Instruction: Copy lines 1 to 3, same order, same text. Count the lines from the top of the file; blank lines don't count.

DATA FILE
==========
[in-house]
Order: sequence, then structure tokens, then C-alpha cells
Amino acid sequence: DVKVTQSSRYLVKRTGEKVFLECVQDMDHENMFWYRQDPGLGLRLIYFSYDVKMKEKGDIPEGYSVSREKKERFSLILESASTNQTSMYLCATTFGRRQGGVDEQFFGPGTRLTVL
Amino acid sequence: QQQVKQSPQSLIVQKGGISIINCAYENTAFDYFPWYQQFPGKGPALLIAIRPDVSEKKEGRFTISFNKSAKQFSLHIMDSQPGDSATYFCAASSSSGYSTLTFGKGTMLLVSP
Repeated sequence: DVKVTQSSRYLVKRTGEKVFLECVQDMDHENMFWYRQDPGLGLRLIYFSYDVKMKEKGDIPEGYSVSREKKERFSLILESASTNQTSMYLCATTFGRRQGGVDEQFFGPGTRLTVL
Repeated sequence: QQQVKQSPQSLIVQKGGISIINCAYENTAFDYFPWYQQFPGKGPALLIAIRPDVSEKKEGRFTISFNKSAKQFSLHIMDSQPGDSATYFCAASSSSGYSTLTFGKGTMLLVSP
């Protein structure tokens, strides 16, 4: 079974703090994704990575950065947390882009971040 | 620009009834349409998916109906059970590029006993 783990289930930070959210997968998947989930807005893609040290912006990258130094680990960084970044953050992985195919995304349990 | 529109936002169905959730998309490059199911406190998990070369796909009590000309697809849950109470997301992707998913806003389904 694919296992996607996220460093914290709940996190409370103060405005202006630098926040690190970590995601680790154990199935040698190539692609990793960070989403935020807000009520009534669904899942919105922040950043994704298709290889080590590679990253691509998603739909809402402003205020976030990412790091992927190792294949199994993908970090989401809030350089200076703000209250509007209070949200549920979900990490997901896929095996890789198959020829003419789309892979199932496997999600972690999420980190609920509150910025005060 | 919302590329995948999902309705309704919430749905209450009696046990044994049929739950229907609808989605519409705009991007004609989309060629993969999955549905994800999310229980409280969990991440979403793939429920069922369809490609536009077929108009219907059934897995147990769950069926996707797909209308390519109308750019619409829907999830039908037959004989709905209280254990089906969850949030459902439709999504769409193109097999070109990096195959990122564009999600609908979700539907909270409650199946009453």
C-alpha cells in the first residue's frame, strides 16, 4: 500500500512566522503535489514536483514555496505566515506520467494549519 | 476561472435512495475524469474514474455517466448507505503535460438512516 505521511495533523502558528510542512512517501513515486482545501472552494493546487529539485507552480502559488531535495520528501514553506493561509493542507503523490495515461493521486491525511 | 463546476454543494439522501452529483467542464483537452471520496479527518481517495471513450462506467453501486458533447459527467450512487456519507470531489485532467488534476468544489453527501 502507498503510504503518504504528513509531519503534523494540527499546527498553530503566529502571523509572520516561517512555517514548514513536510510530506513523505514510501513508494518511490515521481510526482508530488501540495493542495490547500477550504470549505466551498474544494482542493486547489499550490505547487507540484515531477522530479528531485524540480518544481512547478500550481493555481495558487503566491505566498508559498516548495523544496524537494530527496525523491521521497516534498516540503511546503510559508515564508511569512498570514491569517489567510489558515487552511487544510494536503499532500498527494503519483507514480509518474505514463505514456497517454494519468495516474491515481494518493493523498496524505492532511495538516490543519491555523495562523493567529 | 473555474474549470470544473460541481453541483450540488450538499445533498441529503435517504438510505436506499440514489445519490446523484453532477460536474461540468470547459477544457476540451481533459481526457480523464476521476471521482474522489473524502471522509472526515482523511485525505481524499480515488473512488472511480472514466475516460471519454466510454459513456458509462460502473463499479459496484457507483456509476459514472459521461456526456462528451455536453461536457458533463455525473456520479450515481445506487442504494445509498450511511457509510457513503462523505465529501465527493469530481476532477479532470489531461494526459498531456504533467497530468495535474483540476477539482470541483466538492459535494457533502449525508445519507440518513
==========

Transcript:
[in-house]
Order: sequence, then structure tokens, then C-alpha cells
Amino acid sequence: DVKVTQSSRYLVKRTGEKVFLECVQDMDHENMFWYRQDPGLGLRLIYFSYDVKMKEKGDIPEGYSVSREKKERFSLILESASTNQTSMYLCATTFGRRQGGVDEQFFGPGTRLTVL